IN WAR, SPEED kills. The soldier who is a split second quicker on the draw may walk away from a firefight unscathed; the ship that sinks an enemy vessel first may spare itself a volley of missiles. In cases where humans can’t keep up with the pace of modern conflict, machines step in. When a rocket-propelled grenade is streaking toward an armored ground vehicle, an automated system onboard the vehicle identifies the threat, tracks it, and fires a countermeasure to intercept it, all before the crew inside is even aware. Similarly, US Navy ships equipped with the Aegis combat system can switch on Auto-Special mode, which automatically swats down incoming warheads according to carefully programmed rules.
These kinds of defensive systems have been around for decades, and at least 30 countries now use them. In many ways, they’re akin to the automatic braking systems in newer cars, intervening only under specific emergency conditions. But militaries, like automakers, have gradually been giving machines freer rein. In an exercise last year, the United States demonstrated how automation could be used throughout the so-called kill chain: A satellite spotted a mock enemy ship and directed a surveillance plane to fly closer to confirm the identification; the surveillance plane then passed its data to an airborne command-and-control plane, which selected a naval destroyer to carry out an attack. In this scenario, automation bought more time for officers at the end of the kill chain to make an informed decision—whether or not to fire on the enemy ship.
Militaries have a compelling reason to keep humans involved in lethal decisions. For one thing, they’re a bulwark against malfunctions and flawed interpretations of data; they’ll make sure, before pulling the trigger, that the automated system hasn’t misidentified a friendly ship or neutral vessel. Beyond that, though, even the most advanced forms of artificial intelligence cannot understand context, apply judgment, or respond to novel situations as well as a person. Humans are better suited to getting inside the mind of an enemy commander, seeing through a feint, or knowing when to maintain the element of surprise and when to attack.
But machines are faster, and firing first can carry a huge advantage. Given this competitive pressure, it isn’t a stretch to imagine a day when the only way to stay alive is to embrace a fully automated kill chain. If just one major power were to do this, others might feel compelled to follow suit, even against their better judgment. In 2016, then deputy secretary of defense Robert Work framed the conundrum in layperson’s terms: “If our competitors go to Terminators,” he asked, “and it turns out the Terminators are able to make decisions faster, even if they’re bad, how would we respond?”
Terminators aren’t rolling off the assembly line just yet, but each new generation of weapons seems to get us closer. And while no nation has declared its intention to build fully autonomous weapons, few have forsworn them either. The risks from warfare at machine speed are far greater than just a single errant missile. Military scholars in China have hypothesized about a “battlefield singularity,” a point at which combat moves faster than human cognition. In this state of “hyperwar,” as some American strategists have dubbed it, unintended escalations could quickly spiral out of control. The 2010 “flash crash” in the stock market offers a useful parallel: Automated trading algorithms contributed to a temporary loss of nearly a trillion dollars in a single afternoon. To prevent another such calamity, financial regulators updated the circuit breakers that halt trading when prices plummet too quickly. But how do you pull the plug on a flash war?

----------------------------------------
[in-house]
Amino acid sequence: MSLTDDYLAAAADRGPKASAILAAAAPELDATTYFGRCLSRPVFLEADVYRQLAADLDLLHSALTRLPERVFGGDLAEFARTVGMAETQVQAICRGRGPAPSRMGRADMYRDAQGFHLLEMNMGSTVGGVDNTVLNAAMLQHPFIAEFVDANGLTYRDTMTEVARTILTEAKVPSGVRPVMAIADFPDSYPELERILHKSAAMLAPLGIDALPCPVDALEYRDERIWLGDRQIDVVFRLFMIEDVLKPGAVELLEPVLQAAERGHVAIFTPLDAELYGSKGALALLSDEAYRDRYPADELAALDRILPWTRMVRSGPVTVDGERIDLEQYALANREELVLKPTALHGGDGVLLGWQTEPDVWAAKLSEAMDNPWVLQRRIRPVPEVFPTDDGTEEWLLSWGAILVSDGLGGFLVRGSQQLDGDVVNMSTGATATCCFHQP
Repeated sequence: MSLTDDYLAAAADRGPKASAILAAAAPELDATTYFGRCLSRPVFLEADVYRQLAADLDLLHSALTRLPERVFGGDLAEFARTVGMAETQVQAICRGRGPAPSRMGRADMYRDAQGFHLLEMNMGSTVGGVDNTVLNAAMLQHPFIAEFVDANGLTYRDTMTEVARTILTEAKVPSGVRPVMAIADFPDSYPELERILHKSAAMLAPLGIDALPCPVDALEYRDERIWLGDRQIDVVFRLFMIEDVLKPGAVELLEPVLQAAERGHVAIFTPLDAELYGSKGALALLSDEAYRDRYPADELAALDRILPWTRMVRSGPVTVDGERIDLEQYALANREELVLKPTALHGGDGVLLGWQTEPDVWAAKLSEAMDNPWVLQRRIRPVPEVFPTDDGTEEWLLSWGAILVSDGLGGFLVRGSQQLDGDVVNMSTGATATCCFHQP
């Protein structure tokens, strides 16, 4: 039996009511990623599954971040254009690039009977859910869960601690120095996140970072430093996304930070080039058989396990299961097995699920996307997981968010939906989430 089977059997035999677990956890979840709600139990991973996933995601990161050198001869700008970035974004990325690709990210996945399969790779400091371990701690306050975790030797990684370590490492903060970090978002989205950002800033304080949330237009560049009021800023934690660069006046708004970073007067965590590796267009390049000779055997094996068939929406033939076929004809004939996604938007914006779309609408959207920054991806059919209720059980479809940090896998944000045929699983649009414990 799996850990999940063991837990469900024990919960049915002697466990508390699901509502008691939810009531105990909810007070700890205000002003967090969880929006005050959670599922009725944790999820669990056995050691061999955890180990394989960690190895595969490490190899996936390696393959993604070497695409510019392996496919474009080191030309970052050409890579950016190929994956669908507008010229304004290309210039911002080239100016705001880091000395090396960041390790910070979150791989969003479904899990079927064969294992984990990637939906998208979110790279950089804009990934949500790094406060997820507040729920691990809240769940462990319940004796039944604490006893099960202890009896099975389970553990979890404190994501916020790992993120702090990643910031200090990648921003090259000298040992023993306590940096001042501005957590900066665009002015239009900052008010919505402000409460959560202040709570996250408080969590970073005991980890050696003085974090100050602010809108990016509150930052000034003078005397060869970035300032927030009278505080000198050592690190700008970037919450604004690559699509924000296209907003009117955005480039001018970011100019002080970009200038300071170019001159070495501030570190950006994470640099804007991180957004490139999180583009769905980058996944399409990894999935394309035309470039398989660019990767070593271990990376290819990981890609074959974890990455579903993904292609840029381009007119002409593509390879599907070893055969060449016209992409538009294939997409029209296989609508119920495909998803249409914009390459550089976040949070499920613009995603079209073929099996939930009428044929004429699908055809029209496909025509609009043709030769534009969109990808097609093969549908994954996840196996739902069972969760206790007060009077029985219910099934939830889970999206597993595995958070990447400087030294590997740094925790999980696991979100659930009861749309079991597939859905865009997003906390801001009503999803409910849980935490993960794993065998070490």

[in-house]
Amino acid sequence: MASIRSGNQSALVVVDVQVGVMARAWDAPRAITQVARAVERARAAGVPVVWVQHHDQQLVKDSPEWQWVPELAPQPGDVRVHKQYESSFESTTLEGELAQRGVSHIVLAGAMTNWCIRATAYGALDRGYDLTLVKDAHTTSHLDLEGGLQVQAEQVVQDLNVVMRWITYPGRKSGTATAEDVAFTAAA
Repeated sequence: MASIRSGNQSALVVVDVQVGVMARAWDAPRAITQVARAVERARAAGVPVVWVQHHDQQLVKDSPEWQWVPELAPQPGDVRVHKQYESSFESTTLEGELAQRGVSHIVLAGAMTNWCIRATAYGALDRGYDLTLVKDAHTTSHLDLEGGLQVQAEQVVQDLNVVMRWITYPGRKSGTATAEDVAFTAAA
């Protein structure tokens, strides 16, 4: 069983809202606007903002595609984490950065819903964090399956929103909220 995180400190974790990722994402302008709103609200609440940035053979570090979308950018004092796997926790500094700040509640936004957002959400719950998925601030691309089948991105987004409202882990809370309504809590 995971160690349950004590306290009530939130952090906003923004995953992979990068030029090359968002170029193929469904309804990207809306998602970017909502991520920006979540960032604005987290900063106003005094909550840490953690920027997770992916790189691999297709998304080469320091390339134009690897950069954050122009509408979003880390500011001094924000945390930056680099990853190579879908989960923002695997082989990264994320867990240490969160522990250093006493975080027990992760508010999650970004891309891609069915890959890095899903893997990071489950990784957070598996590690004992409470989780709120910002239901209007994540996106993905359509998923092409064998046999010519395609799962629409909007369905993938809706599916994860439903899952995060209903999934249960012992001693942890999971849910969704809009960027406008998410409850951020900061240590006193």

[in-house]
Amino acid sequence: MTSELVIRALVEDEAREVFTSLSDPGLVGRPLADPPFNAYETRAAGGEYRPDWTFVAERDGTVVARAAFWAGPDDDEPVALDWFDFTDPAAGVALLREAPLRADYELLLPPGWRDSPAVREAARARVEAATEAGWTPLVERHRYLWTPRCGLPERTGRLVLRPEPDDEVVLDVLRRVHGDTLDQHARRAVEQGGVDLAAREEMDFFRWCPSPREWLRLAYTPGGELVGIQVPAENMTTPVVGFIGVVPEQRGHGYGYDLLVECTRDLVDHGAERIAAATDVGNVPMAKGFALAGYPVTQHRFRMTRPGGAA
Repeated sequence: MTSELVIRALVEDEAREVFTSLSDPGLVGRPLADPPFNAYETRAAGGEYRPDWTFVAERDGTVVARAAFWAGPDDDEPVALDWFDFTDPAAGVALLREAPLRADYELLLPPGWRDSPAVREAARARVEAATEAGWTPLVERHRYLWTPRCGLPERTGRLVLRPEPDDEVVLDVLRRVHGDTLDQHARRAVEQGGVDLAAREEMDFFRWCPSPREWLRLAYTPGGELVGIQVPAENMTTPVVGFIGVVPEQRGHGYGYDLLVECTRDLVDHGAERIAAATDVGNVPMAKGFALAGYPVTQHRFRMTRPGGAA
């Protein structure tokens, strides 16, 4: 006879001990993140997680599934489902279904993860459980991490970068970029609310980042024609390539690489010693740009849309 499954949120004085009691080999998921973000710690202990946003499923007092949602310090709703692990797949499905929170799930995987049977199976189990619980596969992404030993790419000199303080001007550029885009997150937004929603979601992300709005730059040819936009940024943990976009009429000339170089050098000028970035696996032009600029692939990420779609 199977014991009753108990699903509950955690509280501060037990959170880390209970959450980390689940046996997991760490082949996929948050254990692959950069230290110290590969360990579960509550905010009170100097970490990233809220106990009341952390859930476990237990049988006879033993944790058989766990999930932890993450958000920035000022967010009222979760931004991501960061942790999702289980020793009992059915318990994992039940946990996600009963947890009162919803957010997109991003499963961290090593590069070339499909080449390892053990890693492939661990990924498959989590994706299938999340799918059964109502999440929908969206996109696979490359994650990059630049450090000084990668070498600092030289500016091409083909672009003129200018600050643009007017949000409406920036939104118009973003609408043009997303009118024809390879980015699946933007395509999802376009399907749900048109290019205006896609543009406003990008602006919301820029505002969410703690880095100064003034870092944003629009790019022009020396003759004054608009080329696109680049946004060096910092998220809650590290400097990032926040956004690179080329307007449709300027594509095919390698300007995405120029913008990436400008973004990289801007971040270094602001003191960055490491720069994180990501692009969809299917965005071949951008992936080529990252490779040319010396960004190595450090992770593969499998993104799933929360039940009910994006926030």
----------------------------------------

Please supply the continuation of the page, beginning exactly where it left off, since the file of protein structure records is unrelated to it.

Since the late 19th century, major military powers—whether Great Britain and Germany or the United States and the USSR—have worked together to establish regulations on all manner of modern killing machines, from exploding bullets to poison gas to nuclear weapons. Sometimes, as with anti-satellite weapons and neutron bombs, formal agreements weren’t necessary; the parties simply engaged in tacit restraint. The goal, in every case, has been to mitigate the harms of war.
For now, no such consensus exists with fully autonomous weapons. Nearly 30 countries support a complete ban, but none of them is a major military power or robotics developer. At the United Nations, where autonomous weapons are a subject of annual debate, China, Russia, and the United States have all stymied efforts to enact a ban. (The US and Russia have objected outright, while China in 2018 proposed a ban that would be effectively meaningless.) One of the challenging dynamics at the UN is the tug-of-war between NGOs such as the Campaign to Stop Killer Robots, whose goal is disarmament, and militaries, which won’t agree to disarm unless they can verify that their adversaries will too.
Autonomous weapons present some unique challenges to regulation. They can’t be observed and quantified in quite the same way as, say, a 1.5-megaton nuclear warhead. Just what constitutes autonomy, and how much of it should be allowed? How do you distinguish an adversary’s remotely piloted drone from one equipped with Terminator software? Unless security analysts can find satisfactory answers to these questions and China, Russia, and the US can decide on mutually agreeable limits, the march of automation will continue. And whichever way the major powers lead, the rest of the world will inevitably follow.